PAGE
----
Duke Energy Florida wants to raise the average customer's bill by more than $8 a month to $124.30 starting Jan. 1 to pay for an increase in fuel and nuclear costs.
Part of the proposed rate hike for 2014 is an 89-cent monthly charge to the average customer to cover the utility's cost of a failed plan to increase nuclear power at the Crystal River nuclear plant, even though Duke permanently closed it in February after a botched repair job.
If state regulators approve the request, the average Duke customer will pay $10 more than those Tampa Bay area neighbors who are served by Tampa Electric and $24 more than those in Florida Power & Light's service area.
The state's three largest investor-owned utilities submitted their final proposed rate adjustments Friday to meet Sunday's deadline for fuel and environmental costs.
All three utilities want more money from their customers.
Tampa Electric is proposing the biggest overall rate increase: an $11.68 boost that will bring its monthly rate to $114.26 per 1,000 kilowatt hours of usage. Duke wants $8.24 per month more, raising its rate to $124.30. And FPL is seeking a $5 increase for a rate of about $100 a month.
Most of the increase for Duke and FPL is related to fuel costs.
Tampa Electric is just the opposite. On Friday, Tampa Electric requested a small increase in fuel costs of $1.27 per 1,000 kilowatt hours. However, earlier this year it filed for a $10.41 increase in its base rate, which covers the cost of the utility's expenses and profit.
The state Public Service Commission will consider Tampa Electric's base rate increase Sept. 9 and the proposed fuel increases for all three utilities in November.
"We work hard to deliver reliable and affordable electric service to our customers 24/7," said Alex Glenn, Duke Energy Florida state president. "Although we cannot control the price of fuel needed to run our power plants, we actively manage our business operations so we can provide dependable service to customers who rely on us."
The proposed increase for 2014 sharply contrasts with Duke's decrease this year.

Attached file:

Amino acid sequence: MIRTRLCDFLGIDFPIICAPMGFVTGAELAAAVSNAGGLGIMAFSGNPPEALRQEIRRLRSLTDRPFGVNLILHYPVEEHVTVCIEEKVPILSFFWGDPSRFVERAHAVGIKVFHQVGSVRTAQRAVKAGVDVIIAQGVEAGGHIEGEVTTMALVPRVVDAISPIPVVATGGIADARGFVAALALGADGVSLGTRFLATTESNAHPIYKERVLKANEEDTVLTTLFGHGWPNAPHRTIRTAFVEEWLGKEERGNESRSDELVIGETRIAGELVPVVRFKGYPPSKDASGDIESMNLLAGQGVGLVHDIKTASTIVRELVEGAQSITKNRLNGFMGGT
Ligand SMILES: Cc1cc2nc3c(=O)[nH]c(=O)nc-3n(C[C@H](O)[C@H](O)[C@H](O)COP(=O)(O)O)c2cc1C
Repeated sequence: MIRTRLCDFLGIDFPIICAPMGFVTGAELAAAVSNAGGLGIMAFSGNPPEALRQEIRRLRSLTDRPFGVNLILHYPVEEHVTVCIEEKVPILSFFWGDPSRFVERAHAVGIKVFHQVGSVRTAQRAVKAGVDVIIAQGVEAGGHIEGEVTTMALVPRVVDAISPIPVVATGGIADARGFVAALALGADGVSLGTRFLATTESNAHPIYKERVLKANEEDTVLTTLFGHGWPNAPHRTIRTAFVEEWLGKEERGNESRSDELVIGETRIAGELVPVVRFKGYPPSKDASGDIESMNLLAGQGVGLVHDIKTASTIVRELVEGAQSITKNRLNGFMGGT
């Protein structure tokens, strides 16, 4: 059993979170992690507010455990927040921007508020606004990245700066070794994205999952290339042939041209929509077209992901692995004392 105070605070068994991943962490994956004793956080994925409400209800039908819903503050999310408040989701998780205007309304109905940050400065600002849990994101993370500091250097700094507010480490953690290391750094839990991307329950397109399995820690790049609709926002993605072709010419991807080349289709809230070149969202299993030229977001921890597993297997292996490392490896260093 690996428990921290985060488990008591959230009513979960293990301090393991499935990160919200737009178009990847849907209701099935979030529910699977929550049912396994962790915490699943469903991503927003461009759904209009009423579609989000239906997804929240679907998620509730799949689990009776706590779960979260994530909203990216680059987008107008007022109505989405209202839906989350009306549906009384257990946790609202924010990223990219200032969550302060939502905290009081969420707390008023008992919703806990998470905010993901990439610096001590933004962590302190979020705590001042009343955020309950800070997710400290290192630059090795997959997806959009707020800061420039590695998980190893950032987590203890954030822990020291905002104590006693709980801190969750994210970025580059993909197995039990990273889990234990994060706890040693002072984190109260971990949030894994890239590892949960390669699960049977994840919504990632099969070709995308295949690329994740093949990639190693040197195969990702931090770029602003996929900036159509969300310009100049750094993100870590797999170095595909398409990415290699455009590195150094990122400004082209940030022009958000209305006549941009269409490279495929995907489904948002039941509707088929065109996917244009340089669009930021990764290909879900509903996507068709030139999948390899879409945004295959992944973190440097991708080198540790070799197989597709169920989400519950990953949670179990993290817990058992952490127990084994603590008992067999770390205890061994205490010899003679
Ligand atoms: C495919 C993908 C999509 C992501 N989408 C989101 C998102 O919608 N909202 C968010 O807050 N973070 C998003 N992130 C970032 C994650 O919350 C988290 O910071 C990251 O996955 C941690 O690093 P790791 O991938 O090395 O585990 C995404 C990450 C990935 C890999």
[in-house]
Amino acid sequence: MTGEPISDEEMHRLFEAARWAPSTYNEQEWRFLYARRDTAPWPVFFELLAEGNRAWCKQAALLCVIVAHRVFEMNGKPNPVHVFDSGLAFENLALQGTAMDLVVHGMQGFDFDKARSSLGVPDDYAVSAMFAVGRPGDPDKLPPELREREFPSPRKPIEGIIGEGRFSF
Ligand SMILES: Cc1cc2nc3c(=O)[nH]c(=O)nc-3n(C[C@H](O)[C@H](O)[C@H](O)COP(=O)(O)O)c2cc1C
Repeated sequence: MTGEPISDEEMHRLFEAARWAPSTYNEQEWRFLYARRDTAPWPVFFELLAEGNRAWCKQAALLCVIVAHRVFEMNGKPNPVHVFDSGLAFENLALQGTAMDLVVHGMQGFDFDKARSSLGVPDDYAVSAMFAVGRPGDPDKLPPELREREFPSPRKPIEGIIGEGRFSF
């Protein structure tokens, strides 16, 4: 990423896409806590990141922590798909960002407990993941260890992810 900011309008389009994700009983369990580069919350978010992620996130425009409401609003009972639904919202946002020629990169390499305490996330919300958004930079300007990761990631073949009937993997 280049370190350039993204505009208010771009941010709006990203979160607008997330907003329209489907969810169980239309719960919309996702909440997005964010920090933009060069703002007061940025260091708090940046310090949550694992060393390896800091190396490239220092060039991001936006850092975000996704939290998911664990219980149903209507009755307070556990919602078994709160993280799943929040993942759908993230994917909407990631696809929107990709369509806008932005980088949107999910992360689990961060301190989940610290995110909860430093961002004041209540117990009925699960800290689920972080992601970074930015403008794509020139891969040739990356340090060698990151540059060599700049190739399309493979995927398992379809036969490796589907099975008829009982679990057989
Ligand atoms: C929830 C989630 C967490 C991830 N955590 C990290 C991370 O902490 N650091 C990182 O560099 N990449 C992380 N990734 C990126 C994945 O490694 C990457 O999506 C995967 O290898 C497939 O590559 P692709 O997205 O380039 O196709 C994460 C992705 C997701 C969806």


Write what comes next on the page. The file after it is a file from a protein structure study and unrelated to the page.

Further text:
Duke's rate fell from $123.19 in 2012 to the current $116.06, in large part because the utility refunded customers $129 million due to damage at the Crystal River nuclear plant.
The utility took the nuclear plant offline in fall 2009 to replace old steam generators. During the maintenance and upgrade project, workers cracked the 42-inch-thick concrete containment building that houses the plant's reactor.
An attempt to repair the crack and bring the plant back online led to more cracks. Duke decided to close the plant permanently rather than attempt another repair.
In attempting to upgrade Crystal River and increase its output, Duke predecessor Progress Energy spent hundreds of millions of dollars. Though the effort proved futile, customers nonetheless can be charged the cost of the upgrade, a figure that's reflected in the utility's new rate request.
The PSC is reviewing a settlement agreement between Duke and consumer advocates over hundreds of millions of dollars in other costs related to the plant fiasco.
The company said in a statement Friday that customers will continue to benefit from already-approved refunds totaling $259 million through 2016, but that is not enough to stave off the substantial increase that resulted from fuel expenses.
Fuel is one of the largest components of the electric bill, the utilities noted. By law, utilities do not make a profit from the fuel portion of the bill.
Fuel consumption and costs are subject to a variety of factors including weather, customer demand and commodity prices.
The annual fuel filing provides a means of ensuring that customers are charged fairly for fuel costs incurred to provide electric service.
Gordon Gillette, president of Tampa Electric, a subsidiary of TECO Energy, noted that even with the proposed increases, his company's rates would remain 5 percent lower than the national average and other utilities in the state.
"With one of the lowest rates in Florida," Gillette said, "Tampa Electric is proud to serve you every day for less than the cost of a gallon of gas, while providing outstanding value to our customers."
Ivan Penn can be reached at firstname.lastname@example.org or (727) 892-2332.